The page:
Can Student Loan Debt Prevent You from Getting a Mortgage?

Can Student Loan Debt Stop You from Getting a Home Loan?

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Today, more than 44 million Americans have student loan debt, with an average balance upwards of $37,000. If you’re one of them, you may wonder if that student loan debt can prevent you from getting a home loan. The answer: it depends. While you might not think that your student loan payment affects your ability to pay a potential mortgage payment, your lender might -- and that could spell trouble if you’re trying to buy a home.

How Student Loans Affect The Home Loan Approval Process 

When analyzing your risk as a borrower, mortgage lenders look at several variables, but in terms of student loan debt, the two most important factors are your front-end debt-to-income (DTI) ratio and your back-end DTI ratio. Your front-end DTI ratio, sometimes referred to as your housing ratio, can be determined by this formula:

Prospective Monthly Mortgage Payment/Gross Monthly Income (income before taxes)

For example, if:

  • Your income was $40,000, or $3,333 a month

  • Your prospective monthly mortgage payment, consisting of PITI (principal, taxes, insurance, and interest) is $1,000

  • $1,000/$3,333 = 30% front-end DTI ratio

Most lenders have front-end limits of between 28% and 36%, while the current front-end limit for FHA loans is 31%.

In comparison, your back-end DTI ratio also includes any debt obligations you might have, including credit cards, child support payments, and, of course, student loans. Your back-end DTI ratio can be determined by this formula.

Prospective Monthly Mortgage Payment  + Monthly Recurring Debt Obligations/Gross Monthly Income (income before taxes)

For example, if:

  • Your income was $40,000, or $3,333 a month

  • Your prospective monthly mortgage payment, consisting of PITI (principal, taxes, insurance, and interest) is $1,000

  • You have a credit card payment of $25 a month

  • You have a student loan payment of $175 a month

  • $1,200/$3,333 = $36% back-end DTI ratio

In most cases, lenders prefer a back-end DTI of less than 36%. Despite that, back-end requirements may be flexible if you have a really great credit score -- and some lenders may even accept back-end ratios of up to 50% for some borrowers. FHA loans, by comparison, require a back-end DTI ratio of 41% or less.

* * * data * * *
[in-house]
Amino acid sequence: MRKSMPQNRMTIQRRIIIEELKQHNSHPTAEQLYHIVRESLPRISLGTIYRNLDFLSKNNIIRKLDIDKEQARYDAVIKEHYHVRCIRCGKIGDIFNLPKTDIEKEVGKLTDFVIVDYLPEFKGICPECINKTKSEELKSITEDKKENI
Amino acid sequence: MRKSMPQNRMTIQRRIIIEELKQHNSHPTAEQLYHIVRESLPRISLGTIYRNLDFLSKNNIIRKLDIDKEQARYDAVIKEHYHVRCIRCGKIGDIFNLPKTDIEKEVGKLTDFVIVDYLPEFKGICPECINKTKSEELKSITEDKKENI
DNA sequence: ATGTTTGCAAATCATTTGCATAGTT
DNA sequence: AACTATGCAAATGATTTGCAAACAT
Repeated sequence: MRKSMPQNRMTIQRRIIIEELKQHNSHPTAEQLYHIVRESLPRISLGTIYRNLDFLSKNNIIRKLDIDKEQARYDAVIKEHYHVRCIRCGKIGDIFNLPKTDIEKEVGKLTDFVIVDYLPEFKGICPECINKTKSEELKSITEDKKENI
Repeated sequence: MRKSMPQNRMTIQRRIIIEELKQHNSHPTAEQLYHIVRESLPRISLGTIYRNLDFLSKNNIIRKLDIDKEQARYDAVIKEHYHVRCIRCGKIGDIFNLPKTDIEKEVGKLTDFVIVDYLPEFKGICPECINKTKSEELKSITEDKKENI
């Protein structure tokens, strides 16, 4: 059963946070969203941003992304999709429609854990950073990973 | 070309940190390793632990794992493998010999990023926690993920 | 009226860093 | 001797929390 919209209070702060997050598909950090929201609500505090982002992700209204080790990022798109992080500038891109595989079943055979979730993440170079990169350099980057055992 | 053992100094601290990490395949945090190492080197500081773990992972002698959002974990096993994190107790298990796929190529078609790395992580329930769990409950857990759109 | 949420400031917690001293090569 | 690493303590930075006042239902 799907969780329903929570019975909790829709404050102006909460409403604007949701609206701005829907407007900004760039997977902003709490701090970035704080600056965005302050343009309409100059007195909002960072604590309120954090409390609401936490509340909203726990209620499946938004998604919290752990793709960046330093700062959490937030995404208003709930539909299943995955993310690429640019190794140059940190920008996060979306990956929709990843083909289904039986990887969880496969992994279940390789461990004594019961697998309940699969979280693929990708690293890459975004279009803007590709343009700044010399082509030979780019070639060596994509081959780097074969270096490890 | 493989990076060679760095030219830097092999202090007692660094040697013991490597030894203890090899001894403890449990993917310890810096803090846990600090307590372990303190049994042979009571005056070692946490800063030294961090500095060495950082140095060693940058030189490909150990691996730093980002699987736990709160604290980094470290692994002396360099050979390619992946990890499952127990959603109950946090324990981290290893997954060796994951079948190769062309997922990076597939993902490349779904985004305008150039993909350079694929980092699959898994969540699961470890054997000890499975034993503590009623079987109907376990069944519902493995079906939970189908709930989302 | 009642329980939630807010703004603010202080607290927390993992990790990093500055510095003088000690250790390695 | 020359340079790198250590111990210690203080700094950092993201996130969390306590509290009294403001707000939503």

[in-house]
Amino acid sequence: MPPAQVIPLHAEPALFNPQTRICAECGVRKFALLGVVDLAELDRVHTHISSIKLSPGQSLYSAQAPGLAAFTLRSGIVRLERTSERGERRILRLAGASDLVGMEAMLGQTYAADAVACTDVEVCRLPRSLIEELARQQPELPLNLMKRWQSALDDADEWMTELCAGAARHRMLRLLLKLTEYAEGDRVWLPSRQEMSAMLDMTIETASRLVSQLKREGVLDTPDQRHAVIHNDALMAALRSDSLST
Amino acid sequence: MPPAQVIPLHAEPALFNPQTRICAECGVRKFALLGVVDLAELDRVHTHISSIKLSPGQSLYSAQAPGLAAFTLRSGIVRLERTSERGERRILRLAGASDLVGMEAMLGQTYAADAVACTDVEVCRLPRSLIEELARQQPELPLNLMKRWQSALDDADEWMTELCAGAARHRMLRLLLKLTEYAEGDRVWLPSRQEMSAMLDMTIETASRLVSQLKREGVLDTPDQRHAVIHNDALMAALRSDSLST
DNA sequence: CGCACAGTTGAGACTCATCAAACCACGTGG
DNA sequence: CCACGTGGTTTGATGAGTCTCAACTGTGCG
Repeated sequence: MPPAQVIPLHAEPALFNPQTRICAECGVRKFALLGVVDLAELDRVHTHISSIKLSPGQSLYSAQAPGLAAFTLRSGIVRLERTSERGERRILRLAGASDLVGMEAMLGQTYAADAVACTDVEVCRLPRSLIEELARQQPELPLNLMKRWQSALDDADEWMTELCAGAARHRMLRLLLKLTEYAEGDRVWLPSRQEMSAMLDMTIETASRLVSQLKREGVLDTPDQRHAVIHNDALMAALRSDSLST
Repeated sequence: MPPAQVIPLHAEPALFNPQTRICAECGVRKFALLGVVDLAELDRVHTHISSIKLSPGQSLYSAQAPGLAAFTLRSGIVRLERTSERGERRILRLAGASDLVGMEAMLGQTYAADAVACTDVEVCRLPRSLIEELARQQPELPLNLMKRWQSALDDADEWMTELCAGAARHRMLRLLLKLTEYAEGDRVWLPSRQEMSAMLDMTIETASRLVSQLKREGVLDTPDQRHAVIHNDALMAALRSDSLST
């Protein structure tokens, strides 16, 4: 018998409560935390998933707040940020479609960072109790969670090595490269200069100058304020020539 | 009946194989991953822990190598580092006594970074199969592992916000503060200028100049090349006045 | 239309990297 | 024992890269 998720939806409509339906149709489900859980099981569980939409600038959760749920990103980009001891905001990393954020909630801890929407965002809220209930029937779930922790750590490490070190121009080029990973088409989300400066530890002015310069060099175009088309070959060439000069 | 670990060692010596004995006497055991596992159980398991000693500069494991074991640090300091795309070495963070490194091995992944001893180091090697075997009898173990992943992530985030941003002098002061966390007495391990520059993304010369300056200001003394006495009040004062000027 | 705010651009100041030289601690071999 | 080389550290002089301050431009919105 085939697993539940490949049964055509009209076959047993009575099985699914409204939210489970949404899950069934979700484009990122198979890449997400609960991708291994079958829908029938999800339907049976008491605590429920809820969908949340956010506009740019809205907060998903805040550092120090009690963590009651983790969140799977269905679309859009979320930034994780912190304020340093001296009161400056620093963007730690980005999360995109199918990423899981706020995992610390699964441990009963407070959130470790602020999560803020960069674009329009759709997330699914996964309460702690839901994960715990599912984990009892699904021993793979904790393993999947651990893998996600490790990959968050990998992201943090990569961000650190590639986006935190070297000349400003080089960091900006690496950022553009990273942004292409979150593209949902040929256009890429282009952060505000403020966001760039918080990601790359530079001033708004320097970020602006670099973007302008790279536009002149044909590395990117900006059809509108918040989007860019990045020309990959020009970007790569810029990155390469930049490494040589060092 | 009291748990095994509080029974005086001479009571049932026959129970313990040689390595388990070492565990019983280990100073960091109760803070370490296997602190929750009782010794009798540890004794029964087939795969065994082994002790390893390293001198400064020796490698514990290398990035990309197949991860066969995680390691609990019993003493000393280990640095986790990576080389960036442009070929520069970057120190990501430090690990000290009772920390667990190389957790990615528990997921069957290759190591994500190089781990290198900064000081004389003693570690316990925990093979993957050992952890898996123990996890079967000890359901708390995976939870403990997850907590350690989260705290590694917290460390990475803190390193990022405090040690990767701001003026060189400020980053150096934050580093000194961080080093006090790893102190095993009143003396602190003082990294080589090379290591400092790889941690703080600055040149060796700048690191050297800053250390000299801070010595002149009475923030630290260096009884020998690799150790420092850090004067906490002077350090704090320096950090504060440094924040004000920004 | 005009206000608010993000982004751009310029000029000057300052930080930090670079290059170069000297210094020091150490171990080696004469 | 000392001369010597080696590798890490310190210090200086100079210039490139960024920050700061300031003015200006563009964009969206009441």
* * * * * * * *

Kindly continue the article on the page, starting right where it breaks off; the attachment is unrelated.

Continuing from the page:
Income and Employment History Also Affect Mortgage Eligibility

In the end, it’s not necessarily the fact that you have student loans that puts you at a potential disadvantage during the mortgage approval process. Instead, it’s how those loans affect your perceived risk as a borrower. Other related factors that may influence your eligibility include:

  • Income: Because lenders use different versions of DTI to determine your eligibility, your student loan debt might not really matter as long as you’re still making a good amount of income relative to your monthly student loan payments.

  • Employment history: Some lenders may want you to have had the same job for two years before accepting your income numbers. So, if you just graduated, it may be difficult for you to get a home loan, at least for a while.

So, in order to prepare to buy a home, you may want to look at ways to boost your DTI, like paying off high-interest credit card balances, and finding ways to increase your income (it could be time to ask for that raise!) Also, you could save up more dough in order to make a larger down payment, reducing your PITI. Either way, buying a home with student loans might be a little more challenging, but it certainly isn’t impossible!

If you’d like to learn more, simply fill out the form below and a friendly specialist will get in touch.